The ongoing bushfires in Australia have focused media attention on wildfires more generally and their link to biodiversity and habitat loss, as well as global heating.
We take a look at the some of the different types of wildfires, assess their impact and what is causing them, and why accurate, real-time data is so important for wise action to curb them.
Different types of wildfires
Did you know that wildfires occur naturally or can be started deliberately or by accident by humans? In some parts of the world, such as Indonesia and Brazil, forest fires have been started deliberately to make way for oil palm and soy bean plantations, or pasture for cattle—all in the name of alleviating poverty, creating economic wealth, and jobs or, mistakenly, food security.
Forest fires on peatlands are particularly worrisome in terms of global heating—they release far more CO2 into the atmosphere than other forest fires and are extremely difficult to detect and extinguish. Some of the largest peatlands are in Malaysia and Indonesia. The occurrence of fires is low under undisturbed conditions, but rapid land use changes—deforestation and peatland conversion or drainage—are leading to increased frequency of wildfires and peatland fires. This is especially the case on the island of Borneo (73 per cent of which is part of Indonesia).
On many days during the 2015 fires in Indonesia, the daily emission rates from the fires exceeded that of fossil fuel emissions in the United States. They caused an international outcry to which the UN Environment Programme (UNEP) and partners responded by establishing the Global Peatlands Initiative.
“The peatland fires in Indonesia in 2015 affected the health of millions of people and became a world environmental disaster. Since then, Indonesia has made tremendous efforts to protect and sustainably manage their peatlands, including most recently, leading the way towards the United Nations Environmental Assembly resolution on the Conservation and Sustainable Management of Peatlands,” says UNEP peatlands expert Dianna Kopansky.
Crop fires are usually started deliberately. They exacerbate air pollution and have damaging health consequences.
In Africa, wildfires on savannah grasslands are generally a natural phenomenon, and can be beneficial for ecosystems. Elsewhere when vegetation catches fire, the danger is that it may spread to forests or human settlements.
In Africa, fires are also used as a land-clearing tool to expand agricultural areas. Burning improves the palatability of young pasture for grazing animals. For farmers, fires eliminate parasites from crops, and are a cheap alternative to insecticides and herbicides. However, along with the release of large quantities of (CO2) into the atmosphere, grass and shrub fires have considerable impacts on soils and vegetation. The loss of vegetation cover facilitates water runoff and wind erosion and reduces water infiltration.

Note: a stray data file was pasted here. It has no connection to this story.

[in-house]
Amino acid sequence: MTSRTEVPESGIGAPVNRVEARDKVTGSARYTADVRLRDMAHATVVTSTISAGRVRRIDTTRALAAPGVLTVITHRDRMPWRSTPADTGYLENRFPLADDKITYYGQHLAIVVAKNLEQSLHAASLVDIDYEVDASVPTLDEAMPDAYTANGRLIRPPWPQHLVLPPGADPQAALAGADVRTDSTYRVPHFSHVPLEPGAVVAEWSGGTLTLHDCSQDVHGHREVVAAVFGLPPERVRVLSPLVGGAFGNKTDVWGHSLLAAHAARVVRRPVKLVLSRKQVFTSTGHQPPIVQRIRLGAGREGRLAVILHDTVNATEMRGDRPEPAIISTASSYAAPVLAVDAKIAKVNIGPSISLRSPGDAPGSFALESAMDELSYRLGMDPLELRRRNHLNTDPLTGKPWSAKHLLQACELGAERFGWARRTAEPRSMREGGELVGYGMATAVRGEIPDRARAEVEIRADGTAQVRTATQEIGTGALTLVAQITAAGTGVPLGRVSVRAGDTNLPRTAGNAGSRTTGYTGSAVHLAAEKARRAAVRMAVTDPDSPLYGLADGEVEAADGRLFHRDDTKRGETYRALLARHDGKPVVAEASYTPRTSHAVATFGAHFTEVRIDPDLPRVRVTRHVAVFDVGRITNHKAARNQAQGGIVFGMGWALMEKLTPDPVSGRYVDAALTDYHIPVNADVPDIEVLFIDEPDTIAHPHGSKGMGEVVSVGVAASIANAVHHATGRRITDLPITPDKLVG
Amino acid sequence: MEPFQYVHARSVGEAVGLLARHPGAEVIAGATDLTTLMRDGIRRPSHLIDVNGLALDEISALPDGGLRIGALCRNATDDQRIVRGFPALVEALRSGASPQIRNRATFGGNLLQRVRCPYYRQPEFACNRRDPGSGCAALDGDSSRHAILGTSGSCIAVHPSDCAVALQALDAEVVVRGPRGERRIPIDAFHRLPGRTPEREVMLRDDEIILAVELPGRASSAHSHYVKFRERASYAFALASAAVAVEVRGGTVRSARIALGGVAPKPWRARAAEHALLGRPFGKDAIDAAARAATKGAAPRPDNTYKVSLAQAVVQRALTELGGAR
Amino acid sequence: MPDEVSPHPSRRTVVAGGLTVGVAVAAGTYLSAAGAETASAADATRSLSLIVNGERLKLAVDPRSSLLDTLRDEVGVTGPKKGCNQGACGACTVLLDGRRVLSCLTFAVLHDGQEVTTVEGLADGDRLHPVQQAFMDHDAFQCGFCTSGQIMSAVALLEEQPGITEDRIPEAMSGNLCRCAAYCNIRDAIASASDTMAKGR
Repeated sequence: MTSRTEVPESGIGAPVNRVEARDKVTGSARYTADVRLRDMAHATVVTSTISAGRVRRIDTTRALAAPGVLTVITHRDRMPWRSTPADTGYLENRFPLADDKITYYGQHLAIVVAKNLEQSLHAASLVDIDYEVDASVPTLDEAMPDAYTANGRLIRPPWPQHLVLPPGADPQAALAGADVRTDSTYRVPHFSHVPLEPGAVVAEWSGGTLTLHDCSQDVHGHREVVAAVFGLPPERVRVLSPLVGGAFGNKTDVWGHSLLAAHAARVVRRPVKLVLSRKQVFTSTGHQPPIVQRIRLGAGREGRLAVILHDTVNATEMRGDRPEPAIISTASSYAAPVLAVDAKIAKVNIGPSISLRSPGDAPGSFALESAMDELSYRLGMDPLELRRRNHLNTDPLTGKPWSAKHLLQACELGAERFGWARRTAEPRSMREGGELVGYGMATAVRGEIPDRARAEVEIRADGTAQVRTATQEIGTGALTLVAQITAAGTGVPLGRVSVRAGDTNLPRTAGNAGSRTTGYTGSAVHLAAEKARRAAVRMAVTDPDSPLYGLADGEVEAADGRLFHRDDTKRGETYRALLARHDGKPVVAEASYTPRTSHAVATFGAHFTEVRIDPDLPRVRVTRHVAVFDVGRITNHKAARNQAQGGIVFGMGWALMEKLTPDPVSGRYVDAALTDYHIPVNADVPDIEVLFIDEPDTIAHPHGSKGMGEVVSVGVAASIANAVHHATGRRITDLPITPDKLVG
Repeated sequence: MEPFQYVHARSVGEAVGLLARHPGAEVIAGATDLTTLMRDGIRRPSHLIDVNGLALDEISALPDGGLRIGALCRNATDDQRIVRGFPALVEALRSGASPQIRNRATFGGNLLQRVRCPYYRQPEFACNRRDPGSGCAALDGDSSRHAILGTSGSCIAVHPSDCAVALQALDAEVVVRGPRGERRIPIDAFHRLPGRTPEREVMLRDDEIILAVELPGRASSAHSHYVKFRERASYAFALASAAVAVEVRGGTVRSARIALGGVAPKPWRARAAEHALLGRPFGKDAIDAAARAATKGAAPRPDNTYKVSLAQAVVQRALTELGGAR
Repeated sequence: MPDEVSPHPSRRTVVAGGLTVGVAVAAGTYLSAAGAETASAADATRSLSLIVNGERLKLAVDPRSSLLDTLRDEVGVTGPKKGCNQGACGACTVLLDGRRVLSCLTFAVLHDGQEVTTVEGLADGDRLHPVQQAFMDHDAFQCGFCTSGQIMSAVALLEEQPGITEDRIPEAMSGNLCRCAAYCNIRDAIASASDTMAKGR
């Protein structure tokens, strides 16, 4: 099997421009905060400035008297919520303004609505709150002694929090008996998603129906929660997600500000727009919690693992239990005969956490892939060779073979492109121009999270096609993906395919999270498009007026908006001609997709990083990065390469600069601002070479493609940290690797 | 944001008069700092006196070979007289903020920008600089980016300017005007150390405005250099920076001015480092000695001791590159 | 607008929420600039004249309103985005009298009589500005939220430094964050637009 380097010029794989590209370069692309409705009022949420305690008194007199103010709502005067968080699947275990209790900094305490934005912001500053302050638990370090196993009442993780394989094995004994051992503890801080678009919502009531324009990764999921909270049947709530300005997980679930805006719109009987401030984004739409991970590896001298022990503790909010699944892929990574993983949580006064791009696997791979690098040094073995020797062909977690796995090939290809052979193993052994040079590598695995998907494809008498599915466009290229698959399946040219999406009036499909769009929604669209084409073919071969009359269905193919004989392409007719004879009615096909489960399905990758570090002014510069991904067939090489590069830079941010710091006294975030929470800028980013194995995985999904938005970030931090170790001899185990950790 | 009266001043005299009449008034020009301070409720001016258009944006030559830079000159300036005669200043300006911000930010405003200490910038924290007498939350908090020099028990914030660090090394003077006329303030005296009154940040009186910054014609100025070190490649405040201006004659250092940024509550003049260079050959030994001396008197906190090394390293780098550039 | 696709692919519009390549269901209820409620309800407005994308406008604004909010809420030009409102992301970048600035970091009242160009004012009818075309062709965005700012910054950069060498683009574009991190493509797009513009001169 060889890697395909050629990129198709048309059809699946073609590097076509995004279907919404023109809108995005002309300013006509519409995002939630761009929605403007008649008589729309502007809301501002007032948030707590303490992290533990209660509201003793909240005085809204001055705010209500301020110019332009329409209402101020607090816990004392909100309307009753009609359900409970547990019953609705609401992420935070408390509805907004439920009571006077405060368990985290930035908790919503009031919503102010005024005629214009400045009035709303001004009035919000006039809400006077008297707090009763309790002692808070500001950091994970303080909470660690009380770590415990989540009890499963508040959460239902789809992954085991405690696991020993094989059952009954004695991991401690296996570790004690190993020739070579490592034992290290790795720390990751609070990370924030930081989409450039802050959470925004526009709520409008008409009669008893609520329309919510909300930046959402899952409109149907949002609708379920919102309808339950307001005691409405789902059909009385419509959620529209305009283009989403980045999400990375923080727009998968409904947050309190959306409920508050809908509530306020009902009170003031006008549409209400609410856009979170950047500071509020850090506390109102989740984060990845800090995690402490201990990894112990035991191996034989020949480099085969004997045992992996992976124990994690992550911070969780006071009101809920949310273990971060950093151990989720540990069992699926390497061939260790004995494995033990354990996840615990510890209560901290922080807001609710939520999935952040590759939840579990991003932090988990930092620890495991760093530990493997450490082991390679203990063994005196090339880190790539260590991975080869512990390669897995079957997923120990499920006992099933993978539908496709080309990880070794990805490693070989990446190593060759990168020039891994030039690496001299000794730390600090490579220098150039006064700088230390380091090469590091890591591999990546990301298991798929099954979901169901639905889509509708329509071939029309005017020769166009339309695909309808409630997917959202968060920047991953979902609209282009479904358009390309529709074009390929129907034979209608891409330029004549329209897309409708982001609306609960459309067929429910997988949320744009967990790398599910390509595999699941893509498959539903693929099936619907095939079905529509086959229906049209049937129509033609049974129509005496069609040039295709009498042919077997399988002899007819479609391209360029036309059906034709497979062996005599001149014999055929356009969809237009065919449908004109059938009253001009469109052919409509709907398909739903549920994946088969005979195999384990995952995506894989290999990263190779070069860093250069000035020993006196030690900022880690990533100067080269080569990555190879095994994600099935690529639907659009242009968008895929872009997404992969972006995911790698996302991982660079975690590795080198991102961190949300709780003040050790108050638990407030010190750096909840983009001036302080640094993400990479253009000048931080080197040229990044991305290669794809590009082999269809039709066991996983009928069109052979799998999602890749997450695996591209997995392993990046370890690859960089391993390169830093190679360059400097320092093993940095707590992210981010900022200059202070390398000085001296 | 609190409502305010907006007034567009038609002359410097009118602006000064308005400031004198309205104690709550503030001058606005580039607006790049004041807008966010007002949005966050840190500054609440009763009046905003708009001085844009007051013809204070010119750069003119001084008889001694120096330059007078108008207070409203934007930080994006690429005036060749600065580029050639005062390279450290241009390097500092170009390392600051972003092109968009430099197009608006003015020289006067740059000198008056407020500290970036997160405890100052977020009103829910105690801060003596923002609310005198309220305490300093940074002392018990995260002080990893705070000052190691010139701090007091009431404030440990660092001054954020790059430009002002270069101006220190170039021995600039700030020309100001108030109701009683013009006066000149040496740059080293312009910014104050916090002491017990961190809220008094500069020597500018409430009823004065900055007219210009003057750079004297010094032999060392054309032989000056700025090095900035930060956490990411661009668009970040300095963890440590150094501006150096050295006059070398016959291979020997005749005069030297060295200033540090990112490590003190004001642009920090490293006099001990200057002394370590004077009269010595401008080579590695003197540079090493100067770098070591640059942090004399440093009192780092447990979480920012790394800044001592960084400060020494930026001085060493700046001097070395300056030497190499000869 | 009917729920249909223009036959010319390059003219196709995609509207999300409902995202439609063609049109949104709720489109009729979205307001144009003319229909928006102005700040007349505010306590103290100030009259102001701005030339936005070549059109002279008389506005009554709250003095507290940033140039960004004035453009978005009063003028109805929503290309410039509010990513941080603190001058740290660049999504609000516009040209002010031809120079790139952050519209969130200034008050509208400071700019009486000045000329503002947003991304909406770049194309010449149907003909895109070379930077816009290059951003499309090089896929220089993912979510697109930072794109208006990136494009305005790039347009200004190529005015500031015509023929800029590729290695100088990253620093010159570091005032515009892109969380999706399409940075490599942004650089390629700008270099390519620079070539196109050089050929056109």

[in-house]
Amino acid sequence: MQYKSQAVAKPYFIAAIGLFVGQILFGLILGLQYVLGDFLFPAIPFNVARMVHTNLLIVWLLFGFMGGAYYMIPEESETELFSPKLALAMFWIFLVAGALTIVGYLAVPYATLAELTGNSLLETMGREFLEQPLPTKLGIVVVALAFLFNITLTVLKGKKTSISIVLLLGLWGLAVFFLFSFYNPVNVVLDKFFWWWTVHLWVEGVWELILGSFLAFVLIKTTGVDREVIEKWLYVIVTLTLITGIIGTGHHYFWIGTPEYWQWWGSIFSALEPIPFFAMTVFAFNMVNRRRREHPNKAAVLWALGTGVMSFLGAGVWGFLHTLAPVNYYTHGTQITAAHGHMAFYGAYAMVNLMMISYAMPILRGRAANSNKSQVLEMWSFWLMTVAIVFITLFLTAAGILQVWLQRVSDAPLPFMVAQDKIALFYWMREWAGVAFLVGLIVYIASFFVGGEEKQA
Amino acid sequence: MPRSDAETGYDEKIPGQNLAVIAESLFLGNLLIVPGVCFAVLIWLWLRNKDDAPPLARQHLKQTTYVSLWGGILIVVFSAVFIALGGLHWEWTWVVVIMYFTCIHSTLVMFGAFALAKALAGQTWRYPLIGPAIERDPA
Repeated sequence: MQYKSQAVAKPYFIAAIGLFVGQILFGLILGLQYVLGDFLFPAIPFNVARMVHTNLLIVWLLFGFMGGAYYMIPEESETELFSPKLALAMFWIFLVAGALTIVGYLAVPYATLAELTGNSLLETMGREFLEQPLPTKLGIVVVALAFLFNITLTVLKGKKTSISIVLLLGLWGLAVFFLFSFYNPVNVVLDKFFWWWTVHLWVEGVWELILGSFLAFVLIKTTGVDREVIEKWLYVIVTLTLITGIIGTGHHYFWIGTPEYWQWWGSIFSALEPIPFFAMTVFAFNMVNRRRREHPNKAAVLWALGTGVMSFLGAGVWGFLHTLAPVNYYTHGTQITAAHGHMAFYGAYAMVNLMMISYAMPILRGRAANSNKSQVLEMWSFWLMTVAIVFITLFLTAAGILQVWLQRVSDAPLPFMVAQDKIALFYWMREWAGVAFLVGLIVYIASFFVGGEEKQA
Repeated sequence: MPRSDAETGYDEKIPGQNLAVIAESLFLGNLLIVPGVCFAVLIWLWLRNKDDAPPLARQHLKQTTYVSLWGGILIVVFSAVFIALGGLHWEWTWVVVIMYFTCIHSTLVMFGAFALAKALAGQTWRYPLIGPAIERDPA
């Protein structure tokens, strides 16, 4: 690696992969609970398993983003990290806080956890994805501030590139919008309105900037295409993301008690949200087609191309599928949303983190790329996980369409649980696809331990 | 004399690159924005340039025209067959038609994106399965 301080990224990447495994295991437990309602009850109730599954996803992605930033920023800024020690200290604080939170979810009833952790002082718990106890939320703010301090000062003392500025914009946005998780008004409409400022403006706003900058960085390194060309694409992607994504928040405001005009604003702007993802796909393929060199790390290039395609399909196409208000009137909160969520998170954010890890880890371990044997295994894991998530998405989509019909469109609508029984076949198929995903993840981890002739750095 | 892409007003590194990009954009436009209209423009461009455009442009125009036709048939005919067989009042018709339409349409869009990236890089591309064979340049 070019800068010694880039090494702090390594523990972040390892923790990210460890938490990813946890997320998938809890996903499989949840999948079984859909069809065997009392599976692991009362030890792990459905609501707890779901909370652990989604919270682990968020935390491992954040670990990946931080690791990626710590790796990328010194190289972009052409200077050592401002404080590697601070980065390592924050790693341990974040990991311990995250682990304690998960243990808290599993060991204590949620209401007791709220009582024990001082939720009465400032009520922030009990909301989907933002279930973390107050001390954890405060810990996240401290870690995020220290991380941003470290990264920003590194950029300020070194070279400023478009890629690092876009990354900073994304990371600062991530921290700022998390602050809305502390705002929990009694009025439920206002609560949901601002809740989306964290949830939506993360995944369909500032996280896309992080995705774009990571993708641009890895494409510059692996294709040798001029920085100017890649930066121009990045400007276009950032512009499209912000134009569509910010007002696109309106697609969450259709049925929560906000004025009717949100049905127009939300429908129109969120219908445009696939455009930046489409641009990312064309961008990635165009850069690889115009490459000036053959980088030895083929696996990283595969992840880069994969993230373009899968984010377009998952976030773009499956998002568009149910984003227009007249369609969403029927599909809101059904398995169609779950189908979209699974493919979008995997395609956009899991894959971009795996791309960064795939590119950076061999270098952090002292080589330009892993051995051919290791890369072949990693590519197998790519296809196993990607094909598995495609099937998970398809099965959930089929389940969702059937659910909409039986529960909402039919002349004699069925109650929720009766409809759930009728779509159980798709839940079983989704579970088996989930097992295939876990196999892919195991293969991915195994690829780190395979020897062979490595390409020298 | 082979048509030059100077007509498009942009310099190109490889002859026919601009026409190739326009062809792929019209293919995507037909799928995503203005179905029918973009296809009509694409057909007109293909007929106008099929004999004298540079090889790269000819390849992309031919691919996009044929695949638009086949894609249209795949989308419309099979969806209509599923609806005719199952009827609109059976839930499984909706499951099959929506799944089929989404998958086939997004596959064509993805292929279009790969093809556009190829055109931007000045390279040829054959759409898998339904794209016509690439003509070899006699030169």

Other human-induced fires can take hold in industrial areas and/or are linked to chemical plants or oil and gas facilities. These fires usually release large amounts of nitrous oxide into the atmosphere, a gas 300 times more potent that CO2 in terms of global heating. Emissions from these fires can also contain high levels of toxic substances.
We need to better understand the different drivers of wildfires and be able to prioritize which wildfires cause the most environmental damage. Big data can help.
The importance of accurate, real-time data
“The trick is to marshal the relevant data to make it useful to governments and that’s where platforms like the UN Environment Programme’s (UNEP’s) World Environment Situation Room can help,” says Pascal Peduzzi, Director of UNEP’s Global Resource Information Database in Geneva.
The World Environment Situation Room is a work in progress, though data on biodiversity, pollution, disaster risk and climate change is already available. The plan is to have the full database up and running for launch at the next United Nations Environment Assembly at the end of next year.
Valuable research and data sources such as the National Aeronautics and Space Administration (NASA) of the United States, Global Forest Watch, data produced by the United Nations Food and Agriculture Organization, MapX (developed by UNEP/GRID-Geneva and UNEP/CMB, and which is used as the geospatial component of the World Environment Situation Room), and UNEP research contained in publications like the Foresight Briefs and the Frontiers Report (the latter on issue of emerging environmental concern), are fed into the Situation Room and generate graphics and other data visualization tools. Data searches can be carried out by geography, theme or product type (e.g. satellite imagery, graphs or maps).
“UNEP’s strength is that we have built solid foundations,” says Peduzzi. “UNEP chairs the UN Geospatial Network—25 UN agencies. We are also building the One Global Partnership with 17 partners to feed the Situation Room and get buy-in across UNEP through the Acting as One group. We’ve gathered 1,200 geospatial datasets over the past two years.”
However, there’s always room for improvement. “Smouldering peatland fires are difficult to detect by satellite or other means,” says Peduzzi.